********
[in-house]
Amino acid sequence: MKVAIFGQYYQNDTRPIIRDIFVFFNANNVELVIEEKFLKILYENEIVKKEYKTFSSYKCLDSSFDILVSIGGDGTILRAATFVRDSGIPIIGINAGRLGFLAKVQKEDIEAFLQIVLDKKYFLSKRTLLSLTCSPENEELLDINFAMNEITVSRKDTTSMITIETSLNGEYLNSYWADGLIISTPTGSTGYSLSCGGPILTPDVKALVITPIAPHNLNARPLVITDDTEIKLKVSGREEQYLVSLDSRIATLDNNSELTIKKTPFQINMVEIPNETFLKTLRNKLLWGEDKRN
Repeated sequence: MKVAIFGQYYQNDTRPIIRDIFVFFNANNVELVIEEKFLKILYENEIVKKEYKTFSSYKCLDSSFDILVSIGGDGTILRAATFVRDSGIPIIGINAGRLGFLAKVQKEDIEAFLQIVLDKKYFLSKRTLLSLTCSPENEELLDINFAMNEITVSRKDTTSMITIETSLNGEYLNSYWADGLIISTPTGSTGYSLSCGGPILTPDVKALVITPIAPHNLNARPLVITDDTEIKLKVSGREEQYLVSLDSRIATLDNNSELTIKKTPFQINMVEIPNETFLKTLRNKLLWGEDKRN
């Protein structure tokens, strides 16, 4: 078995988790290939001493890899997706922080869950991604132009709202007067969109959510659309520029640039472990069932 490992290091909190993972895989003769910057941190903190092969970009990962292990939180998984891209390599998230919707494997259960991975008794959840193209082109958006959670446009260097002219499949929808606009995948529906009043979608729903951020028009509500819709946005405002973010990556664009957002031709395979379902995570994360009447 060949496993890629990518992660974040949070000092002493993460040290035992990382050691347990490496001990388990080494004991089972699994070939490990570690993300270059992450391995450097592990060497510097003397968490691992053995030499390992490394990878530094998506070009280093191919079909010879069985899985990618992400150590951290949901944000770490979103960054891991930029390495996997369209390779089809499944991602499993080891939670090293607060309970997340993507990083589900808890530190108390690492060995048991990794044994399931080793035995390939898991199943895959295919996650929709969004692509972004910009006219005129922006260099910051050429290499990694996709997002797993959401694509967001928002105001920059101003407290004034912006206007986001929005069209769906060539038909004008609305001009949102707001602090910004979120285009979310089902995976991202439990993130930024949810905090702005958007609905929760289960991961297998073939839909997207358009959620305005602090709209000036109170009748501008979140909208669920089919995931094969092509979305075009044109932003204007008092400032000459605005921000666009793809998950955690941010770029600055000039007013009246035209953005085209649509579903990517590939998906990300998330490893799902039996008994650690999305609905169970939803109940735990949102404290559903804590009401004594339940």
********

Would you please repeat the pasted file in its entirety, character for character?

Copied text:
[in-house]
Amino acid sequence: MKVAIFGQYYQNDTRPIIRDIFVFFNANNVELVIEEKFLKILYENEIVKKEYKTFSSYKCLDSSFDILVSIGGDGTILRAATFVRDSGIPIIGINAGRLGFLAKVQKEDIEAFLQIVLDKKYFLSKRTLLSLTCSPENEELLDINFAMNEITVSRKDTTSMITIETSLNGEYLNSYWADGLIISTPTGSTGYSLSCGGPILTPDVKALVITPIAPHNLNARPLVITDDTEIKLKVSGREEQYLVSLDSRIATLDNNSELTIKKTPFQINMVEIPNETFLKTLRNKLLWGEDKRN
Repeated sequence: MKVAIFGQYYQNDTRPIIRDIFVFFNANNVELVIEEKFLKILYENEIVKKEYKTFSSYKCLDSSFDILVSIGGDGTILRAATFVRDSGIPIIGINAGRLGFLAKVQKEDIEAFLQIVLDKKYFLSKRTLLSLTCSPENEELLDINFAMNEITVSRKDTTSMITIETSLNGEYLNSYWADGLIISTPTGSTGYSLSCGGPILTPDVKALVITPIAPHNLNARPLVITDDTEIKLKVSGREEQYLVSLDSRIATLDNNSELTIKKTPFQINMVEIPNETFLKTLRNKLLWGEDKRN
């Protein structure tokens, strides 16, 4: 078995988790290939001493890899997706922080869950991604132009709202007067969109959510659309520029640039472990069932 490992290091909190993972895989003769910057941190903190092969970009990962292990939180998984891209390599998230919707494997259960991975008794959840193209082109958006959670446009260097002219499949929808606009995948529906009043979608729903951020028009509500819709946005405002973010990556664009957002031709395979379902995570994360009447 060949496993890629990518992660974040949070000092002493993460040290035992990382050691347990490496001990388990080494004991089972699994070939490990570690993300270059992450391995450097592990060497510097003397968490691992053995030499390992490394990878530094998506070009280093191919079909010879069985899985990618992400150590951290949901944000770490979103960054891991930029390495996997369209390779089809499944991602499993080891939670090293607060309970997340993507990083589900808890530190108390690492060995048991990794044994399931080793035995390939898991199943895959295919996650929709969004692509972004910009006219005129922006260099910051050429290499990694996709997002797993959401694509967001928002105001920059101003407290004034912006206007986001929005069209769906060539038909004008609305001009949102707001602090910004979120285009979310089902995976991202439990993130930024949810905090702005958007609905929760289960991961297998073939839909997207358009959620305005602090709209000036109170009748501008979140909208669920089919995931094969092509979305075009044109932003204007008092400032000459605005921000666009793809998950955690941010770029600055000039007013009246035209953005085209649509579903990517590939998906990300998330490893799902039996008994650690999305609905169970939803109940735990949102404290559903804590009401004594339940």